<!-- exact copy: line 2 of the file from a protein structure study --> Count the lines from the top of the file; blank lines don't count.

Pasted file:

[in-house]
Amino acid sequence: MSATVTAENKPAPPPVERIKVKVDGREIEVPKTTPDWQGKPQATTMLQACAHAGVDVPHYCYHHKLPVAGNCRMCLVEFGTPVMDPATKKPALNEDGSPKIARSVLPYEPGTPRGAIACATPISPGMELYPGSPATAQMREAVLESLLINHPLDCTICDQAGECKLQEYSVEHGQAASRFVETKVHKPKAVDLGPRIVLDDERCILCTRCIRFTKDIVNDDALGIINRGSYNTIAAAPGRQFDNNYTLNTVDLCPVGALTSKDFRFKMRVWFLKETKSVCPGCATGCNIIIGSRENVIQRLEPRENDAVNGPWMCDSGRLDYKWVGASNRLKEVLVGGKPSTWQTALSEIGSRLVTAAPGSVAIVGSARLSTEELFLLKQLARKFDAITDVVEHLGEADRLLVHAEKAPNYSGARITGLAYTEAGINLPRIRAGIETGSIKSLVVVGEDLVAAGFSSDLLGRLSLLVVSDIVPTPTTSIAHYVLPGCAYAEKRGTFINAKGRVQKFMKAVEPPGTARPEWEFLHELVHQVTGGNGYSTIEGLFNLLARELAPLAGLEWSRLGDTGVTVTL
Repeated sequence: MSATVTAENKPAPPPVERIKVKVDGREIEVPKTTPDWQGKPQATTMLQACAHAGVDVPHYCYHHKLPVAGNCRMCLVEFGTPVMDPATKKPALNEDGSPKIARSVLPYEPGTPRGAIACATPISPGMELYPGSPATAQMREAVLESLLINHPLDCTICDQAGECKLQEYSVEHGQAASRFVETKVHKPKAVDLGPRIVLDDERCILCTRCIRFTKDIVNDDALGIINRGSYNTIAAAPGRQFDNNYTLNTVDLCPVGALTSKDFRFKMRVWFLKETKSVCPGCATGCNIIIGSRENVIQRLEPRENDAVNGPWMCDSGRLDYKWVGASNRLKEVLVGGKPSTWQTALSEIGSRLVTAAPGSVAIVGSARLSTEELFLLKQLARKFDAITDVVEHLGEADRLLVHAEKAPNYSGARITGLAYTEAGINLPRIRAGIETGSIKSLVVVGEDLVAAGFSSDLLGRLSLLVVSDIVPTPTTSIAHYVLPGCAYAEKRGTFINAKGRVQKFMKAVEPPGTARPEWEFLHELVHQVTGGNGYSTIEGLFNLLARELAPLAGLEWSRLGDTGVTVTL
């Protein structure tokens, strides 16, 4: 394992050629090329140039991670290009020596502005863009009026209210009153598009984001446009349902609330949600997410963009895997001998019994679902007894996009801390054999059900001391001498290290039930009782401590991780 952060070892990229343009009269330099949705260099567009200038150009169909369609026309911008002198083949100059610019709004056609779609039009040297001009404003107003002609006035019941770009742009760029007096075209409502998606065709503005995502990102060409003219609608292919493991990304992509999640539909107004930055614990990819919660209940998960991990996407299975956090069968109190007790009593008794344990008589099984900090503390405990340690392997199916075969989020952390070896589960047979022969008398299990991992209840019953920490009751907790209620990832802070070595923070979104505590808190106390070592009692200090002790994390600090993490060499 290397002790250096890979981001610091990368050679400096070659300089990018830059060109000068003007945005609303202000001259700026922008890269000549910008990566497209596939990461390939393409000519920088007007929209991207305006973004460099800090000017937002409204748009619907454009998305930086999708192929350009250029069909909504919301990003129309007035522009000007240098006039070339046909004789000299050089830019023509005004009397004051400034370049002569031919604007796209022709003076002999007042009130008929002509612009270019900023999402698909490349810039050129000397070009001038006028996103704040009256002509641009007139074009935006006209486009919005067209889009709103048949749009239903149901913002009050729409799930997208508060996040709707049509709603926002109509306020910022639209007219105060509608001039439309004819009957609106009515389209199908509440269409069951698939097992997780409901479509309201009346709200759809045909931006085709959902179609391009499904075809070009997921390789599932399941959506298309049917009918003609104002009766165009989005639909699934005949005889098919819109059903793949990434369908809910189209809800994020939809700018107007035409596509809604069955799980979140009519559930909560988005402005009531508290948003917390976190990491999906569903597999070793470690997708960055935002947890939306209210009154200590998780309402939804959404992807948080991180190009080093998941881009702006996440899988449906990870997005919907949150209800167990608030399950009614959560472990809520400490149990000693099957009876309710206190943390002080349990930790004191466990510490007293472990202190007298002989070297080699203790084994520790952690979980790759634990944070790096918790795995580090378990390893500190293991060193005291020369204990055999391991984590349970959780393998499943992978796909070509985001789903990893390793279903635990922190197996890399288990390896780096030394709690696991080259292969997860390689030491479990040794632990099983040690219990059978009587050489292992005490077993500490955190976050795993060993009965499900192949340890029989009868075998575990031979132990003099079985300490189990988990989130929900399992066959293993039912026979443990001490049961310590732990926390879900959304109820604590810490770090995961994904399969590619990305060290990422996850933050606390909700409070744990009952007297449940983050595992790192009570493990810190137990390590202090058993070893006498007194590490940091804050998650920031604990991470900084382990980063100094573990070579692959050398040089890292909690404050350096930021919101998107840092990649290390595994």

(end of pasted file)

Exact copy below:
Amino acid sequence: MSATVTAENKPAPPPVERIKVKVDGREIEVPKTTPDWQGKPQATTMLQACAHAGVDVPHYCYHHKLPVAGNCRMCLVEFGTPVMDPATKKPALNEDGSPKIARSVLPYEPGTPRGAIACATPISPGMELYPGSPATAQMREAVLESLLINHPLDCTICDQAGECKLQEYSVEHGQAASRFVETKVHKPKAVDLGPRIVLDDERCILCTRCIRFTKDIVNDDALGIINRGSYNTIAAAPGRQFDNNYTLNTVDLCPVGALTSKDFRFKMRVWFLKETKSVCPGCATGCNIIIGSRENVIQRLEPRENDAVNGPWMCDSGRLDYKWVGASNRLKEVLVGGKPSTWQTALSEIGSRLVTAAPGSVAIVGSARLSTEELFLLKQLARKFDAITDVVEHLGEADRLLVHAEKAPNYSGARITGLAYTEAGINLPRIRAGIETGSIKSLVVVGEDLVAAGFSSDLLGRLSLLVVSDIVPTPTTSIAHYVLPGCAYAEKRGTFINAKGRVQKFMKAVEPPGTARPEWEFLHELVHQVTGGNGYSTIEGLFNLLARELAPLAGLEWSRLGDTGVTVTL